At the restaurant they’d run into a group of her friends, art people mainly. Once they discovered Travis was from Houston the interrogation was on. It was an interview conducted without question marks: the home of Big Oil, huh. Texas justice, really. Not much culture, is there. Bet you’re happy to have escaped, aren’t you. Travis ordered a bourbon; once he’d drained that, he had another, and another. By midnight he was sloshed. How he got to her apartment, her sofa, Genevieve partially undressed and imploring him, coaxing him to respond, whether he responded or not, what he was responding to, all of that remained unclear, even when he struggled to his feet at dawn, girl nowhere in sight, and staggered out to Metropolitan.
In the dark Travis ripped through voice files, wiggling vowels free of consonants, snipping syllables from words, pressing them together, extracting and reassigning breaths deep and shallow, always preserving the distinctive character of Genevieve, that deliberation of hers, those pauses in the spring-grass valleys between her sentences, her clipped little zs and ts. From an audio tour of a retrospective devoted to the psychologically unstable Japanese artist Yayoi Kusama he grabbed words of consternation and regret. He took tonal equivocation from the Agnes Martin show; exaggeration from the Koons exhibit; unrequited longing from a blowout of Indian spiritual art. Oil was all over: oil paints, oil of linseed, artistic foils and native soils and mortal coils. In jigsaw fashion the words and phrases snapped together until he had her, right there, primed for playback.
Dear Travis, New York is just terrible. The people here are shortsighted and dim. I should never have taken the job at the gallery. It was a foolish decision. The men here have no understanding of how the world works. The energy it requires to power their lives — they think its pure magic. But we know better. We know it’s the oil in the ground, the Houston oil, that waters every digital horse. If that oil were ever to be shut off, or run out, the whole electronic culture we’ve built, and that we take for granted, would collapse. That’s the world I want to be part of now. I am coming to Houston soon. Please wait for me.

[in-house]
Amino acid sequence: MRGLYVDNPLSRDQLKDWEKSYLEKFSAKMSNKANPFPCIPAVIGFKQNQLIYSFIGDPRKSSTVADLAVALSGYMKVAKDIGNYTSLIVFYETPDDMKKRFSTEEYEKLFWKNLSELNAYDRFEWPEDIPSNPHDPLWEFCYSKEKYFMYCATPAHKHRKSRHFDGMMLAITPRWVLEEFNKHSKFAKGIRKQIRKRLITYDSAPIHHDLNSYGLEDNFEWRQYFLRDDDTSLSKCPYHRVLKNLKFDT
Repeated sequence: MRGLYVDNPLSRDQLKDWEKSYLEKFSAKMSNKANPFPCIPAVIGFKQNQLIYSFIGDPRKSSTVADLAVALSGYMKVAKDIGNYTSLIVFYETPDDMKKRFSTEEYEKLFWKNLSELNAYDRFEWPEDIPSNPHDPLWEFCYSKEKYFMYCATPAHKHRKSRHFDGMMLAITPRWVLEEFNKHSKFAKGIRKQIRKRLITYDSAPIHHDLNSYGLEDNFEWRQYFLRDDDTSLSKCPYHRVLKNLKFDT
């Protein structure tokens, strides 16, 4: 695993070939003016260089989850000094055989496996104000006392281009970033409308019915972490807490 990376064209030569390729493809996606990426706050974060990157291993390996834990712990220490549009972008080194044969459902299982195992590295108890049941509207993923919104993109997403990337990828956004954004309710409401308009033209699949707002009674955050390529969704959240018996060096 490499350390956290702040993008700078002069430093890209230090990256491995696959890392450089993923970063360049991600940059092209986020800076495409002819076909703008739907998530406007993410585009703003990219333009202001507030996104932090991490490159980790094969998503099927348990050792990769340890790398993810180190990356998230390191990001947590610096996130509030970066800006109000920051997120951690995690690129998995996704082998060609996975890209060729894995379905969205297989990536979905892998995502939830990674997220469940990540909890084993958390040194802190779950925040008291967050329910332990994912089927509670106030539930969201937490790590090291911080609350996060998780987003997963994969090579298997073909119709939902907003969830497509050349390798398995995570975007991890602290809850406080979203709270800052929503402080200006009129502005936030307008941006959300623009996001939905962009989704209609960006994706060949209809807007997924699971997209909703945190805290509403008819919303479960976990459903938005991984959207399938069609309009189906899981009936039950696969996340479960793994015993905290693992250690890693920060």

Digital had been tricky: he hadn’t been able to find that word in a file. But he was proud of the turn of phrase and the metaphor of the digital horse. He’d gathered the word digit from a phone fundraiser solicitation, and merged it with a description of a dull Whistler canvas. Digit plus dull, with a little breath siphoned off and augmented by a t pulled from the consonant folder. He’d stored a perfect specimen of each of Genevieve’s letters in a sound bank for easy retrieval; they could always be shaped with effects later to produce a natural flow. Shortsighted, too, now that would take some building. But then he located a perfect enunciation in a tour through the Whitney Biennial. It was nearly a tactile thrill to pop it into place. Again he marveled at Genevieve’s signal — so pure, so unadulterated, so pliable. Some nights he swam in it.
So it went as April turned to May, and thunderstorms brought the bugs out of the earth: Travis on his bicycle, riding through the Buffalo Bayou, the skyscrapers of the energy companies visible over the tops of the trees, manufacturing Genevieve’s next message. The scripts grew more ambitious and esoteric. He kept her talking about Houston and her grave disappointment with the world of art, but he also gave her a backstory, a family history of loyalty to New York, a remote mother and a father impossible to please, a schedule too demanding for her health, and an overachiever’s secret need to be cared for. Yes. Texas would be a fresh start for her.
The weather grew hotter, steamier; a shroud of mist hung over Hermann Park in the morning. In Travis’s flat on Fannin, the ants had become a problem. Yellow and bulbous, they scattered in clumsy zigzags up the far wall whenever he’d chase them with a shoe. Worse, they’d begun to invade his recording space. No matter how fastidious he was, a pheromone trail led across the floor and up the leg of the table and on to his equipment. He’d come home from a day in the swamp towns to find two fat ones perched atop his sampler, twitching atop the knobs. Once in the still of the evening while he was massaging Genevieve’s waveforms, an ant crawled straight across the glass surface of his computer screen — a black silhouette, an organic invader, interrupting the regular flow of vocal crests and troughs in the two-dimensional space of ProTools. That did it. The next morning Travis called the exterminator. He sprayed. For about a week, the ants were gone. Then they came right back.
“Crazy ants, I think. That’s what they call them. Everybody’s got ’em”. Benjamin bit into his hot dog. They sat together behind third base at Minute Maid Park. After years of futility, the Astros had gotten good again, just as they’d always been when Benjamin and Travis had been kids. Benjamin was particularly attached to the second baseman, who was short and scrappy like he was. He cooed like an infant when the artificial train, loaded with oranges, rolled across the top of the left field fence after a home run.